1M Children Die Annually Due to Severe Wasting-UNICEF

October 9, 2023

Globally, at least one million children under 5 years die annually due to severe wasting, making it one of the top threats to child survival according to a new report by UNICEF.

This is because severe wasting turns childhood illnesses into killer diseases. Children who are severely wasted succumb to those diseases because their bodies provide virtually no protection against the bacteria, viruses or fungi that infect them the report said.

Additionally, at least 13.6 million children under the age of 5 suffer from severe wasting globally.

The report, Severe wasting; An overlooked child survival emergency says that this is one of the top threats to child survival.

Wasting, is the low weight-for-height and is the most visible and lethal type of malnutrition? It affects over 45 million children under age of 5. On the same breath, severe wasting, also known as severe acute malnutrition, is its most deadly form. It is caused by a lack of nutritious food and repeated bouts of diseases such as diarrhoea, measles, and malaria, which compromise a child’s immunity

The report continues to say that wasting cases have been created by conflict and climate shocks and the ongoing economic fallout from the COVID-19 pandemic, precisely where the risk of child mortality is already highest. Some countries have seen a 40 percent or more increase in child waste since 2016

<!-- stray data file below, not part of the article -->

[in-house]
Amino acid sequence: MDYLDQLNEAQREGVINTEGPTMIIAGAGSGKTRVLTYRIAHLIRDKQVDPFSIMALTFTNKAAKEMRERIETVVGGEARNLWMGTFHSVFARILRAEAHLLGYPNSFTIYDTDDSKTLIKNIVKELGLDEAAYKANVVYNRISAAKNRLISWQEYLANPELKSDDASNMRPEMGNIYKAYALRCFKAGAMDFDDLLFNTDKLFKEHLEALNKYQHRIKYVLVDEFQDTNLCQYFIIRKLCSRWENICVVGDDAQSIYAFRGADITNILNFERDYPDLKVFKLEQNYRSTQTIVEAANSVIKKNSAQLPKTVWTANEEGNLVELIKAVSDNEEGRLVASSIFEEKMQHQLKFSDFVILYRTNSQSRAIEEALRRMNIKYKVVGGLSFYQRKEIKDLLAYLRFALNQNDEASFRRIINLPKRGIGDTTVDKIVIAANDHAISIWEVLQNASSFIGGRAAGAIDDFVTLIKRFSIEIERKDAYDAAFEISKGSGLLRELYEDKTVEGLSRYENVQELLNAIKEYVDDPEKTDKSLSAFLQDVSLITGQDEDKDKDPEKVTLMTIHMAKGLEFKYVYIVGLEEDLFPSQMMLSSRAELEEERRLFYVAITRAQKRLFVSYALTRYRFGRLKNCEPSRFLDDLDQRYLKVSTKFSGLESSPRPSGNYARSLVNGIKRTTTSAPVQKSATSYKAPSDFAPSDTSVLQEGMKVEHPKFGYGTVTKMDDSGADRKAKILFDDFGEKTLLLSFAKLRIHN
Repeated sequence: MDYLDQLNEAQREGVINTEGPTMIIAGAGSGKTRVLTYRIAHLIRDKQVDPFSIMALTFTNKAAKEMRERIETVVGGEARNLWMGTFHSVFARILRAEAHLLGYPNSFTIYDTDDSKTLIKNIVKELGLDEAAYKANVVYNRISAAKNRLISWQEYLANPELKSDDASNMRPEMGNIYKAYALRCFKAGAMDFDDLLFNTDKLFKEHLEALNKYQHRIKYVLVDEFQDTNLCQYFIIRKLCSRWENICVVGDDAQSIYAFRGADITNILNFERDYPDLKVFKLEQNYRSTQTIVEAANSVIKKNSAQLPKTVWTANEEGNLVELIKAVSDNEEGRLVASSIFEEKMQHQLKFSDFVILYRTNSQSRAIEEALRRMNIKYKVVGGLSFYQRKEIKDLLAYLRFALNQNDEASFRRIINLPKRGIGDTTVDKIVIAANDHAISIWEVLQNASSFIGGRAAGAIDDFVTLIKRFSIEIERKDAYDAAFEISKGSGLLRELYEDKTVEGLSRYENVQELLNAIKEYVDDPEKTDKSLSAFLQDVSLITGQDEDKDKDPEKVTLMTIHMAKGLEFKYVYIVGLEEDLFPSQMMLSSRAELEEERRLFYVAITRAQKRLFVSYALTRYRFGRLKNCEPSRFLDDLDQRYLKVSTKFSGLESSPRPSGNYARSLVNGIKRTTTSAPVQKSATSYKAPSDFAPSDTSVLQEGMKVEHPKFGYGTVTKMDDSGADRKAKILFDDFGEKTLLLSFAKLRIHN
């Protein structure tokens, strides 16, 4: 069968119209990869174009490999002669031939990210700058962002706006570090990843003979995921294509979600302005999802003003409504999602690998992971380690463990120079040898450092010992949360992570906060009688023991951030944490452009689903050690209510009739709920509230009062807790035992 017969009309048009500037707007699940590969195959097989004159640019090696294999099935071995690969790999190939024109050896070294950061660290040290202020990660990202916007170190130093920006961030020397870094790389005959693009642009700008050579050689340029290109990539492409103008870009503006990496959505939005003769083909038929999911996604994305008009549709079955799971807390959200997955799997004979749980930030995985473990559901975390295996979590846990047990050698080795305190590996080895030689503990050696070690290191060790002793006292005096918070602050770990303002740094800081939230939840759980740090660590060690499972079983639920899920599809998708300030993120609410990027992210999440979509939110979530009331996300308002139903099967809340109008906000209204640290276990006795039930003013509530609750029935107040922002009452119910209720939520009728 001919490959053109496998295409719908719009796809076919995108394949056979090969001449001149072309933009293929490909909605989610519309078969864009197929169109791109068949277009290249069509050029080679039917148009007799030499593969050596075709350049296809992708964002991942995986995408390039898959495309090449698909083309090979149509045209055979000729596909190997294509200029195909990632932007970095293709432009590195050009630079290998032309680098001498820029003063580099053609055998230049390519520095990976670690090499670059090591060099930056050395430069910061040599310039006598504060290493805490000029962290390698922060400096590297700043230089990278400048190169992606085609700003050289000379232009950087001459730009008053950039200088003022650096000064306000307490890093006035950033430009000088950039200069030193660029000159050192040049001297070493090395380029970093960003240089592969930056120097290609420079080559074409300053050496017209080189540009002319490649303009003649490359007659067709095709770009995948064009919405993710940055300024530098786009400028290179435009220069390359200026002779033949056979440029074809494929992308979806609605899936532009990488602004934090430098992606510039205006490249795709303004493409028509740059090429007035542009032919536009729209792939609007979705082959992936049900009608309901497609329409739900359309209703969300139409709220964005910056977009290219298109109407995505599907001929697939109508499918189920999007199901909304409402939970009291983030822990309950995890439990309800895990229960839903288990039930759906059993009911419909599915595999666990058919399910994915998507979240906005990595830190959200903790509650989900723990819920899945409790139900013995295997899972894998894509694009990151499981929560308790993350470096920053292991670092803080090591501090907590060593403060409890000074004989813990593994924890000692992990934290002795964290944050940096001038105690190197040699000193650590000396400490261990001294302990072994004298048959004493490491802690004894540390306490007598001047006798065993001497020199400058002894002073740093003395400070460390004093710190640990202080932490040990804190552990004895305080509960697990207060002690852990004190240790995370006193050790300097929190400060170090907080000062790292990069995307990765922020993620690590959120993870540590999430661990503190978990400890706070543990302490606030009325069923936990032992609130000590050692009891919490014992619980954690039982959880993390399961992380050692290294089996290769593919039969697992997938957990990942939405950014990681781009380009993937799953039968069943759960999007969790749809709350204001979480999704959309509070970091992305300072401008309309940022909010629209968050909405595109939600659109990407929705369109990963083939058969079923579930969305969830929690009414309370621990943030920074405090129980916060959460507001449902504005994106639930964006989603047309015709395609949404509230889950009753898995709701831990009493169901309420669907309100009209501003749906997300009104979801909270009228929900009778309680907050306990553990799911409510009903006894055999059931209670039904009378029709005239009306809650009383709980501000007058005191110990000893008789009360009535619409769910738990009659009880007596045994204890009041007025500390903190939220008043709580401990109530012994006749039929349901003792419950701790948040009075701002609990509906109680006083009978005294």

A severely wasted child is up to 11 times more likely than a well-nourished child to die of common childhood illnesses such as pneumonia, the single largest infectious cause of death in children worldwide

India Indonesia Pakistan Nigeria Bangladesh Democratic Republic Of The Congo Ethiopia Philippines and Niger South Africa are the top 10 countries with children that have severe malnutrition.

The organization said that the total cost to treat a child with Ready-to-Use Therapeutic Food (RUTF) is about US$100 or Ksh 150,000.

UNICEF indicates that the average price of life-saving RUTF is projected to increase by up to 16 percent over the next six months, which may reduce access to RUTF and put more children’s lives at risk.




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